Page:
500 people: Week 29-31

See this post for a brief description of my 500 People challenge.

Lockdown continues. I have been communicating with people on line, including some new people, but it’s been slim pickings in the non-virtual world. Unlike the lockdown last year, there doesn’t seem to be any camaraderie amidst the social distancing this time round: people seem to be much more stuck in their own worlds, as if wearing a mask makes you invisible. Nevertheless:

1. Sunday 29 August. On our daily walk, we went into unfamiliar territory, still inside our 5 k radius. We came across a young man who seemed to be training his dog to run up very steep slopes to place and then retrieve its lead. The dog, a bull terrier, was an enthusiastic learner. We – the humans at least – exchanged greetings

2. Thursday, we were having lunch on the grass in Callan Park with the granddaughter. Just like a couple of weeks earlier, there were two people doing extraordinary things on a low rock overhang – a woman and a man this time. Again I approached them for a brief conversation. My opening gambit was to ask how long they’d been doing it. ‘About five years,’ the woman said. Just like the two young men the first time, they assumed I might want to have a go: ‘The best place to start is in a gym,’ the man offered. I said I was quite happy to watch, hoping I didn’t sound too much like Chance the gardener (as in this movie).

4. Wednesday or Friday that week. Near the Marrickville Metro there are sections of footpath that are paved rather than concrete. This is generally very attractive, but vulnerable to disruption by tree roots and other underground forces. Over the last couple of weeks some rough patches have been under repair. On this day, I passed a man who had pulled up 50 or so pavers that had bulged up in a line stretching from the base of a small fig tree. I stopped to chat, and he happily explained that he wasn’t doing anything to the root – no harm would come to the tree. He was covering the root with sand to create a level surface, then relaying the pavers on that. Next time walked that way, there was no sign of the former trip hazard.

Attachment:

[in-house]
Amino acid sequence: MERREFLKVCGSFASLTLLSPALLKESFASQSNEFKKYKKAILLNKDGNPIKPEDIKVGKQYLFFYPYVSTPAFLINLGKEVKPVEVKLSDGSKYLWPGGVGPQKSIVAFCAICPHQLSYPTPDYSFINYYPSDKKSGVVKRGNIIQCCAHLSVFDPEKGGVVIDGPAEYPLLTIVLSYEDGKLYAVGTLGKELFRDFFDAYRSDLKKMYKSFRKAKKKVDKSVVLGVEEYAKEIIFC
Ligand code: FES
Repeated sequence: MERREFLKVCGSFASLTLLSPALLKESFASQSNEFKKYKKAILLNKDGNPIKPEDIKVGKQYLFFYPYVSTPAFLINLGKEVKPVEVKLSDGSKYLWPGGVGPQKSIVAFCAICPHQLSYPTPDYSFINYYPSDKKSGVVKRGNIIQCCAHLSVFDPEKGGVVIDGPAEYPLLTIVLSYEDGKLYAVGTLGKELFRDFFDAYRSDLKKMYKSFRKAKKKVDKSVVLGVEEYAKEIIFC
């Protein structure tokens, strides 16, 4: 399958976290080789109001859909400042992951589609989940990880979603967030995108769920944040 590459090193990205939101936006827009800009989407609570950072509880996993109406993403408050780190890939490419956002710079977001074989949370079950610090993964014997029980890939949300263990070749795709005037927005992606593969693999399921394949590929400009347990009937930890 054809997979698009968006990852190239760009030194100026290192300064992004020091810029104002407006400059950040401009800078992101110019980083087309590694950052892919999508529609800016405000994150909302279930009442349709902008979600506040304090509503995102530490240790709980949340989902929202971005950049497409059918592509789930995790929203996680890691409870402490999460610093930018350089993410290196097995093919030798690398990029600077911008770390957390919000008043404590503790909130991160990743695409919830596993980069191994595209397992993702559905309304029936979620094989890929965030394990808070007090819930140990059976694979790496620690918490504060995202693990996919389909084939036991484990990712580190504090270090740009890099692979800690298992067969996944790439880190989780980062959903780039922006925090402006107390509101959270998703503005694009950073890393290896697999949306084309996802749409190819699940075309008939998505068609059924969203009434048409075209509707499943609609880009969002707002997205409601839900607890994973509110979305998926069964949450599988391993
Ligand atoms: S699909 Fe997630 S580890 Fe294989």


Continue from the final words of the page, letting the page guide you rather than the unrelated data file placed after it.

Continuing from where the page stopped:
3. Sunday 12 September. While almost all the encounters I’m recording in this series, this conversation was with a new person who I can reasonably expect to see more of. On a carefully orchestrated walk, where there were only ever two of us together at the same time, the Emerging Artist and I met up with one of our sons and a woman he has recently got close to. He had primed her well, and with social eptitude far outstripping mine she drew me into conversation about, among other things, this challenge. We talked about the way ubiquitous mobile phones have drastically reduced serendipitous encounters. She had read a book about dating that said the first rule for successful dating in the offline world (which, as she said, used to be called ordinary life) was to turn off your phone.

5. Thursday morning the car had a very flat tyre. I couldn’t budge the nuts on the wheel so called NRMA Roadside Assistance. The chap arrived in good time, jacked the car up, removed the tyre and replaced it with the spare in no time at all. He did all this without saying a word, remaining pretty much inscrutable behind his Covid mask. He wasn’t rude or hostile, just businesslike in the way he steadfastly ignored my feeble attempts at small talk (‘I haven’t jacked it up because I knew you’d have a pneumatic jack,’ etc.). Finally, though, as he was leaving, I said, ‘I hope all your calls today are as straightforward as this one,’ and he unbent enough to say, ‘Yeah.’